The response of household wealth to the risk of job loss: Evidence from differences in severance payments
Cristina Barceló and
Ernesto Villanueva ()
Labour Economics, 2016, vol. 39, issue C, 35-54
The welfare consequences of legally mandated severance payments depend on whether or not households react to unemployment risk by accumulating higher savings. Using the 2002–2008 waves of a rich survey of wealth and consumption and the substantial variation in dismissal costs across contracts in the Spanish labor market, we estimate the link between the probability that several household members lose their job and the wealth of that household. We instrument the type of contract using regional variation in the amount, timing and target groups of subsidies given to firms to hire workers using high severance payment contracts. Our findings suggest that older workers covered by fixed-term contracts accumulate more financial wealth. For that group, a drop in severance payments increases average financial wealth by about 40% of annual labor earnings. We examine the responses of credit rejections and consumption growth to changes in job security to disentangle between credit constraints or precautionary saving motives, and the results favor the latter hypothesis.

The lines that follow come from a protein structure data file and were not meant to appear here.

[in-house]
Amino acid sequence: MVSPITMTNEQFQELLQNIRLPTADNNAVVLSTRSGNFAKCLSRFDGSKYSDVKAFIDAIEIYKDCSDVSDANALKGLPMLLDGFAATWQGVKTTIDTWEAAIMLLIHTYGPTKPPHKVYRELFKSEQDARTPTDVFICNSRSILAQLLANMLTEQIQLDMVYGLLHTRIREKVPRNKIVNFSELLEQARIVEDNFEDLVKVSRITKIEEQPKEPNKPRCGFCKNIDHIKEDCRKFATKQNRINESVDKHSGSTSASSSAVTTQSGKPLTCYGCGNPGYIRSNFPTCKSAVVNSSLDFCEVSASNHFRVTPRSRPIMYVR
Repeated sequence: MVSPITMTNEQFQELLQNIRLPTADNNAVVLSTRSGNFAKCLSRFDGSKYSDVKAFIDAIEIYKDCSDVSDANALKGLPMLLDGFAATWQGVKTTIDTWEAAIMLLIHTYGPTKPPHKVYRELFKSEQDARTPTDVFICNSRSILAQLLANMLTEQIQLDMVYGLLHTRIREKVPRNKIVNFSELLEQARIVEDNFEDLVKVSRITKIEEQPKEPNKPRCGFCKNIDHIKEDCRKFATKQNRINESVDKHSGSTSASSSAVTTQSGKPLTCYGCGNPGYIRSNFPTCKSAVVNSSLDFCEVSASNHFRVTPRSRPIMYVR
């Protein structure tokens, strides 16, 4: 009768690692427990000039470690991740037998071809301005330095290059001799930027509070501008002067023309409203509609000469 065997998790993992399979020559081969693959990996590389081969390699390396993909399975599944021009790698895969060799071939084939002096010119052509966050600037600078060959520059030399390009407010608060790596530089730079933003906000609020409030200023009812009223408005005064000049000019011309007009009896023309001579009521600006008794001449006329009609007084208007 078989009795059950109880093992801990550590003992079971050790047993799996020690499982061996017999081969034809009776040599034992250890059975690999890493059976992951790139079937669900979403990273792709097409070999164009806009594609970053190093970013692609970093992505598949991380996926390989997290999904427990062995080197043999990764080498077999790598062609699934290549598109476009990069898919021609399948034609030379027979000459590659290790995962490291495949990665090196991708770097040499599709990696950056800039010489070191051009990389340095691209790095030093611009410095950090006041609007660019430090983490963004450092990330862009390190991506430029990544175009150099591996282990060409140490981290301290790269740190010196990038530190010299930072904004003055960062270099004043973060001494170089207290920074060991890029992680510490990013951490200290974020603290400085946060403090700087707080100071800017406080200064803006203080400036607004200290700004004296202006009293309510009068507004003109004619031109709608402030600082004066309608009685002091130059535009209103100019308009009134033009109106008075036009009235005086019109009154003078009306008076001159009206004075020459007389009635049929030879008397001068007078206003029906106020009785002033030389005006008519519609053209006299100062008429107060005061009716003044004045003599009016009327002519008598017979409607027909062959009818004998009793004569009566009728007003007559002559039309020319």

Keywords: Precautionary savings; Household wealth and consumption; Severance payments (search for similar items in EconPapers)
JEL-codes: D12 D91 J41 H31 (search for similar items in EconPapers)
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